[GRASS-dev] black: Python code formatter (eg PEP8)

Panagiotis Mavrogiorgos pmav99 at gmail.com
Mon Jun 3 02:56:52 PDT 2019

Just few more points (not in any particular order):

- If black is used, all open pull requests, branches etc will need to be
rebased. My guess is that it will often be easier to just re-implement
instead of solving the conflicts.
- Unless black is used on releasebranches too, backporting will not be
trivial and/or automated.
- black uses 88 chars as the default line length. For legacy python this is
usually enough, but for newer code using type annotations you often want to
bump that up to 100 or even 120 chars
- black formats functions/methods with a lot of arguments in a specific way
that may not be to everyone's liking. E.g.

def foo(aaaaaaaaaaaa, bbbbbbbbbbbb, cccccccccccccccc, ddddddddddddddddddd):
>     pass


def foo(
>     aaaaaaaaaaaa,
>     bbbbbbbbbbbb,
>     cccccccccccccccc,
>     ddddddddddddddddddd,
> ):
>     pass

bumping up the line length, somewhat's mitigates this.

- black is an automated tool. Optimal results are usually achieved by
manually adjusting the code and/or writing the code in a way that is
compatible with black (i.e. black will not change it). a typical example -
and there are more - are double list comprehensions (which IMHV should
usually be avoided but that's not really relevant here). E.g:

words = [word.upper() for sentence in paragraph for word in sentence]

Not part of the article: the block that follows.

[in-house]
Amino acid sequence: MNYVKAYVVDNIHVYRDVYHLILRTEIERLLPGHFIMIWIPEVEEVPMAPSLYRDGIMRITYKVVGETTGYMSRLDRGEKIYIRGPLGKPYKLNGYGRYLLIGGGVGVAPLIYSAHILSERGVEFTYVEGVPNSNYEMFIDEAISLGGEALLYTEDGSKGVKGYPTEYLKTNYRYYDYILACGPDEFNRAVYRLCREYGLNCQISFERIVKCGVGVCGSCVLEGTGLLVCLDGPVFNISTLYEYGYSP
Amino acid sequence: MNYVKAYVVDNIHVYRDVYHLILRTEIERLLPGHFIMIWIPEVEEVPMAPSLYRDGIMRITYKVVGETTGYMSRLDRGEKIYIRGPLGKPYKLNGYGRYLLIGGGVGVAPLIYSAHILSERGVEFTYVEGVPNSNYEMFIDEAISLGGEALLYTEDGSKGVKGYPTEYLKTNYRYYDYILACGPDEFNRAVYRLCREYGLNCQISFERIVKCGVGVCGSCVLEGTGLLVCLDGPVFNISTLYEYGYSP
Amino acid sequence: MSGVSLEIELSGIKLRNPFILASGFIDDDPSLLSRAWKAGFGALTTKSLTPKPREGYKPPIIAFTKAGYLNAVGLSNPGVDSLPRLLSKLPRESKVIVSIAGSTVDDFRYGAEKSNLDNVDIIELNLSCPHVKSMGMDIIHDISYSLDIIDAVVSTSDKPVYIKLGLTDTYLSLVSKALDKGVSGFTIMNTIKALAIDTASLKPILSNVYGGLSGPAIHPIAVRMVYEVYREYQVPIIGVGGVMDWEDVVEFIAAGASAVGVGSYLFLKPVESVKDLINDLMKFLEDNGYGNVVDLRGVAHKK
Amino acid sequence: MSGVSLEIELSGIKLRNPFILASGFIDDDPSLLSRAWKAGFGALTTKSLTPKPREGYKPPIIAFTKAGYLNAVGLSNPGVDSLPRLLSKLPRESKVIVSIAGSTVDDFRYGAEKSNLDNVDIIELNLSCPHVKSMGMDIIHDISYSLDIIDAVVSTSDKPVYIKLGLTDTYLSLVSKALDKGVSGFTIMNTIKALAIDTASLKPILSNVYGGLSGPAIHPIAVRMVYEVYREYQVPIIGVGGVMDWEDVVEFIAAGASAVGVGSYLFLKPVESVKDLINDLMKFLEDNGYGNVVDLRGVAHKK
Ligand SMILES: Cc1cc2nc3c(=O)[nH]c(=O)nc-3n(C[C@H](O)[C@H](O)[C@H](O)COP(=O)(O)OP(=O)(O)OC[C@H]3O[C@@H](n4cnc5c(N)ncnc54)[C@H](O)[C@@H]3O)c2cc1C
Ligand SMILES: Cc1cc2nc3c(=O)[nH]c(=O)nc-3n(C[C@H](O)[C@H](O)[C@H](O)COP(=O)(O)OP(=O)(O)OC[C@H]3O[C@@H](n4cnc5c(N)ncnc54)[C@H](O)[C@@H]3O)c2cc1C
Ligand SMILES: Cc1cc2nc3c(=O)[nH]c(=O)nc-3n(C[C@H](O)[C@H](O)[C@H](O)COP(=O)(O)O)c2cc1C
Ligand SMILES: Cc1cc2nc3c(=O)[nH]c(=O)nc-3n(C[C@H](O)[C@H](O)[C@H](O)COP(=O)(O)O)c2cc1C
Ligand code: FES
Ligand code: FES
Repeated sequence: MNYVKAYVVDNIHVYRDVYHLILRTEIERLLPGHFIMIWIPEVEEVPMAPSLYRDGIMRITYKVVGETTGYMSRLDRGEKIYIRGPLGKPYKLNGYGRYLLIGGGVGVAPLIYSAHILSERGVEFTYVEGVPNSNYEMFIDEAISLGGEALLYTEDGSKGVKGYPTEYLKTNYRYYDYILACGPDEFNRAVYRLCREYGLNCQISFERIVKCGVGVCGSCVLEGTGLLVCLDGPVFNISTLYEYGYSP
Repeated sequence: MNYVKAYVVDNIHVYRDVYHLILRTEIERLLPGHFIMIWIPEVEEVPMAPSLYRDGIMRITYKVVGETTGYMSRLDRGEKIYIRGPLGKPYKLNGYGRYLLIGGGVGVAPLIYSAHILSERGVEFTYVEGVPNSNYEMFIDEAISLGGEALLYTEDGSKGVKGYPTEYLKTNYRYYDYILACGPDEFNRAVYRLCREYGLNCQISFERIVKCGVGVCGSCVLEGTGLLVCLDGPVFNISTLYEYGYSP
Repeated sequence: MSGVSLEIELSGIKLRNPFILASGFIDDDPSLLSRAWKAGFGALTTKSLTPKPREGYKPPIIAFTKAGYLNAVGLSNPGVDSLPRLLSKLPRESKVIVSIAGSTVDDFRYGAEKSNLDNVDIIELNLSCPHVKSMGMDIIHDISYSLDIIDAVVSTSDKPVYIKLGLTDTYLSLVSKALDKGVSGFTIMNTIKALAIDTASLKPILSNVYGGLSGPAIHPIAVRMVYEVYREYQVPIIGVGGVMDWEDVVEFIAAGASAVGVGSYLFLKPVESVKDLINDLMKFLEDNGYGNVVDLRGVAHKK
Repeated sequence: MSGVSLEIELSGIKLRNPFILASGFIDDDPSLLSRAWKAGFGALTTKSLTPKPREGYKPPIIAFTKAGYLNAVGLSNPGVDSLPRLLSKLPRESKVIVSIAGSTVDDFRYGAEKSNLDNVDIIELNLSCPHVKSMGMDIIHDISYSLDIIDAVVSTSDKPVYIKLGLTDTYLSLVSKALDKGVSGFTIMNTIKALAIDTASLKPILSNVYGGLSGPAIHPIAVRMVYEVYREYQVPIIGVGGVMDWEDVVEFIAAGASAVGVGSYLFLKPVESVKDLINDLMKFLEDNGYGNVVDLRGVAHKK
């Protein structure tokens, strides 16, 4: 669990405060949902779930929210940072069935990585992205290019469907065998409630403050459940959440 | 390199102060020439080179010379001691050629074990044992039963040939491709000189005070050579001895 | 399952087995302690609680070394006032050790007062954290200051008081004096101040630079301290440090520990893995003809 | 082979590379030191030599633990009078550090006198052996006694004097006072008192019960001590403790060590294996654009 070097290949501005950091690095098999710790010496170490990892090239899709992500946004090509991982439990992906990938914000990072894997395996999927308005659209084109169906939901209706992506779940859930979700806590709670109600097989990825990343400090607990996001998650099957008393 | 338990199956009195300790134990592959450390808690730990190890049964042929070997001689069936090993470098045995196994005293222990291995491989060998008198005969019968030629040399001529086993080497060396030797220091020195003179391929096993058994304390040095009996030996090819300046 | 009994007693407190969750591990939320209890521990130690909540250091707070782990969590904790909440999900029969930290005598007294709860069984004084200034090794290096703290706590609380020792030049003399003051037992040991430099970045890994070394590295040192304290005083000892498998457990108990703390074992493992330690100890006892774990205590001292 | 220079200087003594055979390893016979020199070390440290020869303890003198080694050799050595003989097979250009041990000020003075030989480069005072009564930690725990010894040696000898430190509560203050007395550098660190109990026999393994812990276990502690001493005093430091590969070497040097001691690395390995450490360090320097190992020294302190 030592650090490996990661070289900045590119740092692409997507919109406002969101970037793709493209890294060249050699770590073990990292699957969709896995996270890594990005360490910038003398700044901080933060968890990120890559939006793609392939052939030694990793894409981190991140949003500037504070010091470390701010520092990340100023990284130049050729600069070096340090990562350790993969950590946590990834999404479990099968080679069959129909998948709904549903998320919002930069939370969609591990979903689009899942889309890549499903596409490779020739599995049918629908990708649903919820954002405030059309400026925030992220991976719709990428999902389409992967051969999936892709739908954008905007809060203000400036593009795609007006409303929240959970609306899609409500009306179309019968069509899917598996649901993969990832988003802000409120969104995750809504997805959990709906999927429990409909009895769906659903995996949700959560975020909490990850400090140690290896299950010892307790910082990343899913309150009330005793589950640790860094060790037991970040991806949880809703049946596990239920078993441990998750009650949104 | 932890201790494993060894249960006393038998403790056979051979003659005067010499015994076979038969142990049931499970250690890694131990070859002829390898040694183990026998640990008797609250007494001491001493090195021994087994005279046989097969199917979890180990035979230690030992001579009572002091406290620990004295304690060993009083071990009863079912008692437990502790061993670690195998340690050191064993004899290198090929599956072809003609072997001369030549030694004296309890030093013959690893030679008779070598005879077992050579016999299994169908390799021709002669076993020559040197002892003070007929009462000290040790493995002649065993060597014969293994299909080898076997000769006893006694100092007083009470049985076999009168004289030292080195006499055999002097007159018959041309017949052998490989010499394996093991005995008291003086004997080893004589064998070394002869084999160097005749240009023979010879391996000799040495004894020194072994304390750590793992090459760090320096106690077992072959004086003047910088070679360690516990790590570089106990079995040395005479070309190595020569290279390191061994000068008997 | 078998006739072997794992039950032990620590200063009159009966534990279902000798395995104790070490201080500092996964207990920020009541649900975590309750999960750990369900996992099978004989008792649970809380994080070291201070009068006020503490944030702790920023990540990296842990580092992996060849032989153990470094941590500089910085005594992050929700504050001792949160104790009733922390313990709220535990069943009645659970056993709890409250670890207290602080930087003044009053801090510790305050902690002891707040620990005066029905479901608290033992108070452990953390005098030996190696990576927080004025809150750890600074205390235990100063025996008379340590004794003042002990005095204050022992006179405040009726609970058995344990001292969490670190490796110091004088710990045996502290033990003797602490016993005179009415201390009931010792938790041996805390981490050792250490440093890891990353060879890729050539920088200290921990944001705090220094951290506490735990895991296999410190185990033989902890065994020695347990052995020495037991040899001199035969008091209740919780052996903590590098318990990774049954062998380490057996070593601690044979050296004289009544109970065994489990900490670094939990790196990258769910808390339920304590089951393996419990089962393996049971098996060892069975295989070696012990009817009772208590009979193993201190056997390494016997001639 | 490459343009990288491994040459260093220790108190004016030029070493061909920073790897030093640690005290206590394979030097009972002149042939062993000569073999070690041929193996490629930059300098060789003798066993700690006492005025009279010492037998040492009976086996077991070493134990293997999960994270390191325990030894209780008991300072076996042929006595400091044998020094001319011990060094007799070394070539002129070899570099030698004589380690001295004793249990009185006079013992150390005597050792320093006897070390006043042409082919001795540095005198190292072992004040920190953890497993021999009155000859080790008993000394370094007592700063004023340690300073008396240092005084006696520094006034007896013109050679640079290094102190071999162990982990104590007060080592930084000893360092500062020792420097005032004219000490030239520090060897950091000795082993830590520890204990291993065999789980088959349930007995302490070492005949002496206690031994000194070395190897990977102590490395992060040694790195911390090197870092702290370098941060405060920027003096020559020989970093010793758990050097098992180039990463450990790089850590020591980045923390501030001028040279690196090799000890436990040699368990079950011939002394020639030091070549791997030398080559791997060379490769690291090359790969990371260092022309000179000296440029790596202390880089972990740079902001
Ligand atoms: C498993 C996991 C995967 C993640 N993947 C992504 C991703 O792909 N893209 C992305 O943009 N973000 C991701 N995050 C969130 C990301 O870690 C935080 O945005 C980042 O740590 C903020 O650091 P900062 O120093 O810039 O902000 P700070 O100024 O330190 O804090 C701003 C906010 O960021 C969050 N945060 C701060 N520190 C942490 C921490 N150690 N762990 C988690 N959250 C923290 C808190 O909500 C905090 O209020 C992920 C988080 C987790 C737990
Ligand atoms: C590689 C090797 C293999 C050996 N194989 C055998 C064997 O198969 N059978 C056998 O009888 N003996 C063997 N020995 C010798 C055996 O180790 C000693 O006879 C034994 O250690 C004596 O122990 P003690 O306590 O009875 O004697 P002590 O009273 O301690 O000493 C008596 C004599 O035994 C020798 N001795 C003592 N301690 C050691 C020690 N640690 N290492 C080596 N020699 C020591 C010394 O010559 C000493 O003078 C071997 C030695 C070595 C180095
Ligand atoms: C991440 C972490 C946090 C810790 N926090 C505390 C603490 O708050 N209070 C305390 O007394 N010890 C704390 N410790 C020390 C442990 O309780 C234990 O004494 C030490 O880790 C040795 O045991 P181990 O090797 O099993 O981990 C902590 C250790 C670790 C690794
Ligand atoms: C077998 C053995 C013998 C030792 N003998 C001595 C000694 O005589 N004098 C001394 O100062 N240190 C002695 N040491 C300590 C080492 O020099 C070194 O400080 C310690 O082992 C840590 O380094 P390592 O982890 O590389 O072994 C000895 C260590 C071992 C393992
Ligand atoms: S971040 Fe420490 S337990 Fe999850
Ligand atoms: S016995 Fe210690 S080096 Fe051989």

words = [
>     word.upper()
>     for sentence in paragraph
>     for word in sentence
> ]

Re-rewriting this as a nested loop is one less line of code, is more
readable because it doesn't change the flow of execution, is more
expendable and is obviously more familiar to those who don't know python
that well:

words = []
> for sentence in paragraph:
>     for word in sentence:
>         words.append(word.upper())

For the record, this particular case could be re-written using

from itertools import chain

> words = [word.upper() for word in chain(*paragraph)]

- black doesn't play too well with inline comments. E.g.

a = [
>     "a",
>     "b",  # noqa
>     "c",
> ]

will be transformed to:

a = ["a", "b", "c"]  # noqa

This means that the noqa comment will be applied to all the arguments
instead of "b" only.

- Probably not a huge issue for GRASS, but black does not preserve
indentation of comments. So E.g this will become:

# class A(object):
>     # def __init__(self):
>         # self.a = 1
>         # self.b = 2

 will become

# class A(object):
> # def __init__(self):
> # self.a = 1
> # self.b = 2

If you want to preserve the indentation you would need to comment out using

# class A(object):
> #    def __init__(self):
> #        self.a = 1
> #        self.b = 2

all the best,
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